Tag Archives: education

With Struggling Learners, Embrace The Power of Yet

Supporting Struggling Learners

The following is adapted from the introduction to Supporting Struggling Learners: 50 Instructional Moves for the Classroom Teacher by Patricia Vitale-Reilly

Believing in and teaching the transformative power of yet is perhaps my favorite of all moves and its power with struggling learners especially important. Life, learning, progress, and success is always about yet. What you can’t do now is not what you can’t do, but what you can’t do yet.

[Click here to download a sample chapter from Supporting Struggling Learners: 50 Instructional Moves for the Classroom Teacher ]

Wrapping your mind around yet is not always easy. “It’s about learning to fly. If you can’t fly, run. If you can’t run, walk. If you can’t walk, crawl. Wherever you are is where you are. You will get there. Embrace where you are and believe that you will learn to fly.” These words are exactly the kinds of words we need to say to our students.

Begin by acknowledging that students are where they are. Embrace that, and believe that they will learn how to fly. Truly. Believing in the power of yet is not some touchy-feely ideology but is grounded in the belief that when we have a mindset that trusts that all students can grow, we can move our students to a place of great joy and success.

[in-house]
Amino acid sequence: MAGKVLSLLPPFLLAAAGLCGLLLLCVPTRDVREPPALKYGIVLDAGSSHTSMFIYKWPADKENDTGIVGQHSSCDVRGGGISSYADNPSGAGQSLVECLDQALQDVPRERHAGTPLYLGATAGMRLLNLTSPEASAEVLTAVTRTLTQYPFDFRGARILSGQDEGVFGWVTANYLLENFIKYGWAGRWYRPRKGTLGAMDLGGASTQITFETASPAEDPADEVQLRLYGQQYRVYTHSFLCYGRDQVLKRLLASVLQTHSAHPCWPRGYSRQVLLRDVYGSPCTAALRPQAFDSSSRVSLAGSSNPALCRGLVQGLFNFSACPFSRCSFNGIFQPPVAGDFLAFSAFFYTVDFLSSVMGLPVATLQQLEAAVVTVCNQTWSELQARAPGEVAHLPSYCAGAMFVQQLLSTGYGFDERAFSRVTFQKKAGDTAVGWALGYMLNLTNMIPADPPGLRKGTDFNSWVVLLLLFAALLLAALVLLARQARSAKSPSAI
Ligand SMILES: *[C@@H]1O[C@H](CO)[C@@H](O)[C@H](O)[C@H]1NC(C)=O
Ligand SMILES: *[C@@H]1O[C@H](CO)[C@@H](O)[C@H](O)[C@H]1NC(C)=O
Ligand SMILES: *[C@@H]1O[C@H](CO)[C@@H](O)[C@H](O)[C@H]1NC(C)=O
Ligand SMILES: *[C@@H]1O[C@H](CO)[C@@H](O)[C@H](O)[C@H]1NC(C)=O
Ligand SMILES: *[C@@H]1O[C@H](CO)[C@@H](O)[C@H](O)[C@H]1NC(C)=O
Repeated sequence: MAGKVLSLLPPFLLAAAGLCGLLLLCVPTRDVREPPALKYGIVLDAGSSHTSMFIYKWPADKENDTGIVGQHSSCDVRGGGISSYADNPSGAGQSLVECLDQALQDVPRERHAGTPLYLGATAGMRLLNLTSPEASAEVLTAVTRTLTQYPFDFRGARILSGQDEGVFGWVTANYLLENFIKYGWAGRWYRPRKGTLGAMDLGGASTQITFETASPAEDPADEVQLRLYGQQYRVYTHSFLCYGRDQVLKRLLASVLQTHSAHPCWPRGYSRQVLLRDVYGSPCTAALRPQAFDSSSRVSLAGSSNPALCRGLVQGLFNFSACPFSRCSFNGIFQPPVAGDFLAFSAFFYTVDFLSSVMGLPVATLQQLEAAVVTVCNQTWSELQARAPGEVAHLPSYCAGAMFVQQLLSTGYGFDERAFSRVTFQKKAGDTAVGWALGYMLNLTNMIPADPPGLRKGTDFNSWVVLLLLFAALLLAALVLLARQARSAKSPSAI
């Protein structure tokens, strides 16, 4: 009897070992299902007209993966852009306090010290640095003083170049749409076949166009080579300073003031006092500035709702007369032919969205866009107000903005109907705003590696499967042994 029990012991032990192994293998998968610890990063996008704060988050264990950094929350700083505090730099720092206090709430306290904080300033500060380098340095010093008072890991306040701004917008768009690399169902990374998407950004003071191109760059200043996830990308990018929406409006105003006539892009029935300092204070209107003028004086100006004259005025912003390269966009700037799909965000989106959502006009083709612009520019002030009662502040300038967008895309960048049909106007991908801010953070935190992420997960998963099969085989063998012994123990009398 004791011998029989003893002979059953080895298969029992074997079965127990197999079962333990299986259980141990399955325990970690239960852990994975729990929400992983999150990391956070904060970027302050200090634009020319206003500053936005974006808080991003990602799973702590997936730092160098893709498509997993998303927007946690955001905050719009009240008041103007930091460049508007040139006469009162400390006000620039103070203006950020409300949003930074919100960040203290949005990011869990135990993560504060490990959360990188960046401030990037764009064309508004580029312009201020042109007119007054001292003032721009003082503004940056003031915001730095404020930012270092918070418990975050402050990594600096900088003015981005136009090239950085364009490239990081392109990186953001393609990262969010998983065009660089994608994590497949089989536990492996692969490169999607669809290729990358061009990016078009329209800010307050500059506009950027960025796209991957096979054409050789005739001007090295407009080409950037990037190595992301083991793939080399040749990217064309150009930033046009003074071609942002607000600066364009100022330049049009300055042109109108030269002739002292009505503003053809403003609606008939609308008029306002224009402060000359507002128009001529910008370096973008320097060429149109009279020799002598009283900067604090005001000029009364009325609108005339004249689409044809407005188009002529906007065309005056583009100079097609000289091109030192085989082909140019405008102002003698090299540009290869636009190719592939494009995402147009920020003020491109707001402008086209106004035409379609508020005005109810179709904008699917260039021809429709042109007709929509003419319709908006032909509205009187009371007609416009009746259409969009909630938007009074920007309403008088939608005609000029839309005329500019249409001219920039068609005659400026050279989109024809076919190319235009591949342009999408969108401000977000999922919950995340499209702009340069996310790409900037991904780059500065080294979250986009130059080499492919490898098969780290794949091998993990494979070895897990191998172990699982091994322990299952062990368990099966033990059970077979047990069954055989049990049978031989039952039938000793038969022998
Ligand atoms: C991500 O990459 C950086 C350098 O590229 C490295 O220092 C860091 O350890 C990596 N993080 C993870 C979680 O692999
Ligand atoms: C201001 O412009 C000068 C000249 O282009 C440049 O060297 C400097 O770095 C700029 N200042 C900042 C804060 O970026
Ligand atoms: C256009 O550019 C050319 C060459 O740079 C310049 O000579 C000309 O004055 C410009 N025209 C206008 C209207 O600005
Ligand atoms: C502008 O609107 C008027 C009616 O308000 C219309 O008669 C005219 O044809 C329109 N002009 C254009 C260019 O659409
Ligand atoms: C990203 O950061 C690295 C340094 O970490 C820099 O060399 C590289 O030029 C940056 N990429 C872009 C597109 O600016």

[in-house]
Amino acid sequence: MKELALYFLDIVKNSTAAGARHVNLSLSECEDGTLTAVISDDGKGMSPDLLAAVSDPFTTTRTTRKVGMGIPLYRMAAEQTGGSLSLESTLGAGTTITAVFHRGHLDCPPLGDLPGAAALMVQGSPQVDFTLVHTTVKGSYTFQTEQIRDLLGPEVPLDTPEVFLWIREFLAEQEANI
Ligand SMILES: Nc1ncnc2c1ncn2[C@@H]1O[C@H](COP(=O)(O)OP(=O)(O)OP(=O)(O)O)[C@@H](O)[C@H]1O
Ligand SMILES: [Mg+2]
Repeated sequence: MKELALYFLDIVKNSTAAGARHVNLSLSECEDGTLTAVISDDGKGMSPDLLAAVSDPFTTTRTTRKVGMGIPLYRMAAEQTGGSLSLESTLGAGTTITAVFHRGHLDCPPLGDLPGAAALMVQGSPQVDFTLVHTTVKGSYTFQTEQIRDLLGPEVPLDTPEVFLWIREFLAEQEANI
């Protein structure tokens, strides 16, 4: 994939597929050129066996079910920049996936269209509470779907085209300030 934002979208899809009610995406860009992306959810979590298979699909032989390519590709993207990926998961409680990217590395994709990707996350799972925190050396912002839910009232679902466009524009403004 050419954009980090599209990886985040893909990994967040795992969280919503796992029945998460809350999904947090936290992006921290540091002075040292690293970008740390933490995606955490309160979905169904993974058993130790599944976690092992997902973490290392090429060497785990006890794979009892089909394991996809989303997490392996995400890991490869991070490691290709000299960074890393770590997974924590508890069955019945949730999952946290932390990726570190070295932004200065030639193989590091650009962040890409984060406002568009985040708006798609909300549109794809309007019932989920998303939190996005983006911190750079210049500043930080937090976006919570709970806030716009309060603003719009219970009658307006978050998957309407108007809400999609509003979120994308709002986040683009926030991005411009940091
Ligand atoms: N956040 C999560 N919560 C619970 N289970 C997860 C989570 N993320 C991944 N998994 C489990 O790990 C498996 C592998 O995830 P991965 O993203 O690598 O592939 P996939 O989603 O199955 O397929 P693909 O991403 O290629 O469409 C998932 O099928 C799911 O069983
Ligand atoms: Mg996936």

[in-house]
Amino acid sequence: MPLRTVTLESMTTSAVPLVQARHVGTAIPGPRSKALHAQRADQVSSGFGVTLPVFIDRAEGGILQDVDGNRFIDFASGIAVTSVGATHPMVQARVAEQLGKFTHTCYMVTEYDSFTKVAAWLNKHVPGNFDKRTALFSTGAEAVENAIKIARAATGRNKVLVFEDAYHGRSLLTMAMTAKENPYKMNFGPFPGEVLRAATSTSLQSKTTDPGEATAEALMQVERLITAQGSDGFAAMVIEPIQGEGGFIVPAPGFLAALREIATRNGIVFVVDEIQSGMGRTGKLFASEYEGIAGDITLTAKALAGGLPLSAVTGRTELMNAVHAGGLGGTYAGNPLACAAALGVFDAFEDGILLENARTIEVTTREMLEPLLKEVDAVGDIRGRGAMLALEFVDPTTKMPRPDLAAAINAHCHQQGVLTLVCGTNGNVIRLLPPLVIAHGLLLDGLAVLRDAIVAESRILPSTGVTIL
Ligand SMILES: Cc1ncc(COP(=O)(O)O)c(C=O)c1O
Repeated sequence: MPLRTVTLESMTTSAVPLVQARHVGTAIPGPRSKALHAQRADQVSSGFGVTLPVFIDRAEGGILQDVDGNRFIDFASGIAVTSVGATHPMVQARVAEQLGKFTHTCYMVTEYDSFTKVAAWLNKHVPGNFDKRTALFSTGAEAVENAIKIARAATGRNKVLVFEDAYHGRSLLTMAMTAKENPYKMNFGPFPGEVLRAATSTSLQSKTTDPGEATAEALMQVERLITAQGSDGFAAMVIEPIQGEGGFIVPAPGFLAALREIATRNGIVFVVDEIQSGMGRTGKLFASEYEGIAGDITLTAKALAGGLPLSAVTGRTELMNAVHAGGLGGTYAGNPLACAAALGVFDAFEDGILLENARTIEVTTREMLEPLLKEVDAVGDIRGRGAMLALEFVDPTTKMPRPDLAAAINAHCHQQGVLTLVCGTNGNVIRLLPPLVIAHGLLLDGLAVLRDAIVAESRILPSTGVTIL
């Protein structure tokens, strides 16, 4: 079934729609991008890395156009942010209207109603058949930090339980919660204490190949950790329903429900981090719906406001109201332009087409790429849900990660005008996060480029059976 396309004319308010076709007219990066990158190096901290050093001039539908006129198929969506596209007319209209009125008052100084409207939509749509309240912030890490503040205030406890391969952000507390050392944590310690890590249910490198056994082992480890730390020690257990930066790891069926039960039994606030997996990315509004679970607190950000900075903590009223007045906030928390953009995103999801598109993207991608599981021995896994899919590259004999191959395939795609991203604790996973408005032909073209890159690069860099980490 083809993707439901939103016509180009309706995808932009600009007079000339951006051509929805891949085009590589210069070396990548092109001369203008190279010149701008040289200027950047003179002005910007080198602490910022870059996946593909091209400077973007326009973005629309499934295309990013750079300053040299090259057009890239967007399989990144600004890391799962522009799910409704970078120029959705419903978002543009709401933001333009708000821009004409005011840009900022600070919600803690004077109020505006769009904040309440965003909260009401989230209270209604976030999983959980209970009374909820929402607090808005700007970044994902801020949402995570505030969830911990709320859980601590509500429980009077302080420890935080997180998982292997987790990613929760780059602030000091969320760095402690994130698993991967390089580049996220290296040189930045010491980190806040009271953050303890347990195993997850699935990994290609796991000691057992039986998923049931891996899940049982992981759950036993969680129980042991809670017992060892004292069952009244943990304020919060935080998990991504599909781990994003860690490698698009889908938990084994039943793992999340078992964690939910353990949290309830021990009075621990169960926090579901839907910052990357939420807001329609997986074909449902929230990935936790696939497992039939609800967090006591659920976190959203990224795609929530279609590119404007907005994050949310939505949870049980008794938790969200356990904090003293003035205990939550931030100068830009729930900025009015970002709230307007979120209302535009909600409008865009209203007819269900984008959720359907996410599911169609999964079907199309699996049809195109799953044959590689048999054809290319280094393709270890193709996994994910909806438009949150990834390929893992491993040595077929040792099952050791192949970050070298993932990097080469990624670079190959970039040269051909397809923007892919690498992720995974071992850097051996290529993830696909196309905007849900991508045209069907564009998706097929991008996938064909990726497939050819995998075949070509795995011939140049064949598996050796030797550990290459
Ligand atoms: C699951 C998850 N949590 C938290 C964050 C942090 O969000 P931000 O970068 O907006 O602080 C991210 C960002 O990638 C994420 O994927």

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Dismantling Racism in Education

SaraCornSonja_2Not talking about racism is not a solution. How do we have this conversation and how do we unravel assumptions about racism? Even if you don’t have the expertise we can create safe space for the conversation. How do we get started and move forward? How can these talks bring us together? 

The Heinemann Fellows recently hosted a panel about racism in education facilitated by Heinemann authors Sara Ahmed, Sonja Cherry-Paul and Cornelius Minor. After the panel we sat down, alongside Heinemann General Manager Vicki Boyd, to talk about what racism looks like and how do we breakup the assumptions we make about racism. 

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Alfie Kohn: What Does “Effective Learning” Actually Mean? [Video]

Alfie Kohn's newest book "Schooling Beyond Measure"

Recently, Tom Newkirk joined Alfie Kohn to talk about Kohn’s new book, Schooling Beyond Measure and Other Unorthodox Essays About Education. In today’s clip, they talk about the definition of real learning and how we determine which learning outcomes are truly worthwhile.

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Alfie Kohn: Disturbing Stories We Tell About Education [Video]

Alfie Kohn's newest book "Schooling Beyond Measure"

Recently, Tom Newkirk joined Alfie Kohn to talk about Kohn’s new book, Schooling Beyond Measure and Other Unorthodox Essays About Education. In today’s clip, they discuss the currently presented narrative of American education and how these stories influence our perception of teachers and schools.

Kohn addresses three of these stories that he finds particularly disturbing:

  1. Everything can be and should be reduced to numbers
  2. People in schools don’t have high standards and need to be controlled from above